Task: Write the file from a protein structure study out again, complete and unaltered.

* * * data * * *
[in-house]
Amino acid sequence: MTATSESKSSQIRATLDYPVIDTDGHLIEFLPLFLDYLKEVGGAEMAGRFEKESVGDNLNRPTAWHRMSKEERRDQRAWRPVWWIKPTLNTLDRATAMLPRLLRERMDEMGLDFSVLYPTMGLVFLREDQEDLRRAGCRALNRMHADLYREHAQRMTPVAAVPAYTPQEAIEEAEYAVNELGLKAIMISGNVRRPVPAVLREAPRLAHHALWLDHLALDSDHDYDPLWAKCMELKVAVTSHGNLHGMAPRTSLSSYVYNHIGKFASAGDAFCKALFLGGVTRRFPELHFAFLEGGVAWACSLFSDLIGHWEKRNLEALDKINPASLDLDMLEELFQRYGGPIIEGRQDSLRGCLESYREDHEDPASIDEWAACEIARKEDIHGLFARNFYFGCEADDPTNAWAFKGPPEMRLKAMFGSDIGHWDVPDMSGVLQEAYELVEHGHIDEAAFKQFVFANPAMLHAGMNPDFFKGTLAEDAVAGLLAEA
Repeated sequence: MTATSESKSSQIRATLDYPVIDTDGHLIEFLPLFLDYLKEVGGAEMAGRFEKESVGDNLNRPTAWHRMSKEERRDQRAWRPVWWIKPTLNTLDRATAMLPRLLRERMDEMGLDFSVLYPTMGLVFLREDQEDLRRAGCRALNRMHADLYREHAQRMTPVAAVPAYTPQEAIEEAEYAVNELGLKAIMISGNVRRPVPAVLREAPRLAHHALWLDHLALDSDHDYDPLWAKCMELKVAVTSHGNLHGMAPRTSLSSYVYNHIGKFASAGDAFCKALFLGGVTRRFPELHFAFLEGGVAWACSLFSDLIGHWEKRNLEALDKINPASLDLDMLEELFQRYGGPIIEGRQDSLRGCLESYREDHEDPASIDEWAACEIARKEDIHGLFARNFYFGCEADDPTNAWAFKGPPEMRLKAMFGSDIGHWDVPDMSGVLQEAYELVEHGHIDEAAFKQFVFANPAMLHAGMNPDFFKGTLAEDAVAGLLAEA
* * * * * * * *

[in-house]
Amino acid sequence: MTATSESKSSQIRATLDYPVIDTDGHLIEFLPLFLDYLKEVGGAEMAGRFEKESVGDNLNRPTAWHRMSKEERRDQRAWRPVWWIKPTLNTLDRATAMLPRLLRERMDEMGLDFSVLYPTMGLVFLREDQEDLRRAGCRALNRMHADLYREHAQRMTPVAAVPAYTPQEAIEEAEYAVNELGLKAIMISGNVRRPVPAVLREAPRLAHHALWLDHLALDSDHDYDPLWAKCMELKVAVTSHGNLHGMAPRTSLSSYVYNHIGKFASAGDAFCKALFLGGVTRRFPELHFAFLEGGVAWACSLFSDLIGHWEKRNLEALDKINPASLDLDMLEELFQRYGGPIIEGRQDSLRGCLESYREDHEDPASIDEWAACEIARKEDIHGLFARNFYFGCEADDPTNAWAFKGPPEMRLKAMFGSDIGHWDVPDMSGVLQEAYELVEHGHIDEAAFKQFVFANPAMLHAGMNPDFFKGTLAEDAVAGLLAEA
Repeated sequence: MTATSESKSSQIRATLDYPVIDTDGHLIEFLPLFLDYLKEVGGAEMAGRFEKESVGDNLNRPTAWHRMSKEERRDQRAWRPVWWIKPTLNTLDRATAMLPRLLRERMDEMGLDFSVLYPTMGLVFLREDQEDLRRAGCRALNRMHADLYREHAQRMTPVAAVPAYTPQEAIEEAEYAVNELGLKAIMISGNVRRPVPAVLREAPRLAHHALWLDHLALDSDHDYDPLWAKCMELKVAVTSHGNLHGMAPRTSLSSYVYNHIGKFASAGDAFCKALFLGGVTRRFPELHFAFLEGGVAWACSLFSDLIGHWEKRNLEALDKINPASLDLDMLEELFQRYGGPIIEGRQDSLRGCLESYREDHEDPASIDEWAACEIARKEDIHGLFARNFYFGCEADDPTNAWAFKGPPEMRLKAMFGSDIGHWDVPDMSGVLQEAYELVEHGHIDEAAFKQFVFANPAMLHAGMNPDFFKGTLAEDAVAGLLAEA